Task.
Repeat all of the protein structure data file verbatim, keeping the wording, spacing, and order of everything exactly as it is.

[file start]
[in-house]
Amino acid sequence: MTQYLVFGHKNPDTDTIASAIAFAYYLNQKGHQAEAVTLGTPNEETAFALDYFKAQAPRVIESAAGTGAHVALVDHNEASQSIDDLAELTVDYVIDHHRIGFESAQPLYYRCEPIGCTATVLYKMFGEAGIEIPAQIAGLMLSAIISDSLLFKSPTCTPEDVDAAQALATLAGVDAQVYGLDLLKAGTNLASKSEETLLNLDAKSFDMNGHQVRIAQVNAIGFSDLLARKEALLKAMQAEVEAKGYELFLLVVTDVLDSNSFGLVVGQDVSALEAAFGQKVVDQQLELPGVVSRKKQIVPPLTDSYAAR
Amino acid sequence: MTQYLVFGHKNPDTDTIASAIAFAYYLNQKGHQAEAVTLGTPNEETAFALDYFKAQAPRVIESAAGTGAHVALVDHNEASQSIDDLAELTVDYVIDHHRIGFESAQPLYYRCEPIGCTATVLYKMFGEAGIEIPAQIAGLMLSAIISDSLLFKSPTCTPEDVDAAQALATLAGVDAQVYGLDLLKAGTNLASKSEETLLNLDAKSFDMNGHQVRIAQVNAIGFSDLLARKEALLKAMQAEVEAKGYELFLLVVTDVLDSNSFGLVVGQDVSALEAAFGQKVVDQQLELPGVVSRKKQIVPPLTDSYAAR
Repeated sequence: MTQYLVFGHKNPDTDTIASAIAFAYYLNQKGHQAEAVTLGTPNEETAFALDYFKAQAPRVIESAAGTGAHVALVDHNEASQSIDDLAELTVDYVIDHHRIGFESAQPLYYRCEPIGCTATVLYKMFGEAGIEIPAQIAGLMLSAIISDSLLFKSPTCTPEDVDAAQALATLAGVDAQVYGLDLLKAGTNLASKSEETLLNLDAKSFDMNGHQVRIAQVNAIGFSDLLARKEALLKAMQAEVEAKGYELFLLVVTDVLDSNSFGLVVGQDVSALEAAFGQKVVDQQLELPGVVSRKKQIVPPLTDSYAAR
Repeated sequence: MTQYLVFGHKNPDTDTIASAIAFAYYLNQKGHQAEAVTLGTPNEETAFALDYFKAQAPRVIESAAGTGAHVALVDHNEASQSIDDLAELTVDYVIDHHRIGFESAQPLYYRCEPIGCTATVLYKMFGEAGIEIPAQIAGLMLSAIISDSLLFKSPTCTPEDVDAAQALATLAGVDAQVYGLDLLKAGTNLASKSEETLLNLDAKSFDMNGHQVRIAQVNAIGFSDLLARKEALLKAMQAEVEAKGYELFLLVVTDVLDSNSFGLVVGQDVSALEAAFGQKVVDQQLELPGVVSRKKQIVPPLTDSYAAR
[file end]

[in-house]
Amino acid sequence: MTQYLVFGHKNPDTDTIASAIAFAYYLNQKGHQAEAVTLGTPNEETAFALDYFKAQAPRVIESAAGTGAHVALVDHNEASQSIDDLAELTVDYVIDHHRIGFESAQPLYYRCEPIGCTATVLYKMFGEAGIEIPAQIAGLMLSAIISDSLLFKSPTCTPEDVDAAQALATLAGVDAQVYGLDLLKAGTNLASKSEETLLNLDAKSFDMNGHQVRIAQVNAIGFSDLLARKEALLKAMQAEVEAKGYELFLLVVTDVLDSNSFGLVVGQDVSALEAAFGQKVVDQQLELPGVVSRKKQIVPPLTDSYAAR
Amino acid sequence: MTQYLVFGHKNPDTDTIASAIAFAYYLNQKGHQAEAVTLGTPNEETAFALDYFKAQAPRVIESAAGTGAHVALVDHNEASQSIDDLAELTVDYVIDHHRIGFESAQPLYYRCEPIGCTATVLYKMFGEAGIEIPAQIAGLMLSAIISDSLLFKSPTCTPEDVDAAQALATLAGVDAQVYGLDLLKAGTNLASKSEETLLNLDAKSFDMNGHQVRIAQVNAIGFSDLLARKEALLKAMQAEVEAKGYELFLLVVTDVLDSNSFGLVVGQDVSALEAAFGQKVVDQQLELPGVVSRKKQIVPPLTDSYAAR
Repeated sequence: MTQYLVFGHKNPDTDTIASAIAFAYYLNQKGHQAEAVTLGTPNEETAFALDYFKAQAPRVIESAAGTGAHVALVDHNEASQSIDDLAELTVDYVIDHHRIGFESAQPLYYRCEPIGCTATVLYKMFGEAGIEIPAQIAGLMLSAIISDSLLFKSPTCTPEDVDAAQALATLAGVDAQVYGLDLLKAGTNLASKSEETLLNLDAKSFDMNGHQVRIAQVNAIGFSDLLARKEALLKAMQAEVEAKGYELFLLVVTDVLDSNSFGLVVGQDVSALEAAFGQKVVDQQLELPGVVSRKKQIVPPLTDSYAAR
Repeated sequence: MTQYLVFGHKNPDTDTIASAIAFAYYLNQKGHQAEAVTLGTPNEETAFALDYFKAQAPRVIESAAGTGAHVALVDHNEASQSIDDLAELTVDYVIDHHRIGFESAQPLYYRCEPIGCTATVLYKMFGEAGIEIPAQIAGLMLSAIISDSLLFKSPTCTPEDVDAAQALATLAGVDAQVYGLDLLKAGTNLASKSEETLLNLDAKSFDMNGHQVRIAQVNAIGFSDLLARKEALLKAMQAEVEAKGYELFLLVVTDVLDSNSFGLVVGQDVSALEAAFGQKVVDQQLELPGVVSRKKQIVPPLTDSYAAR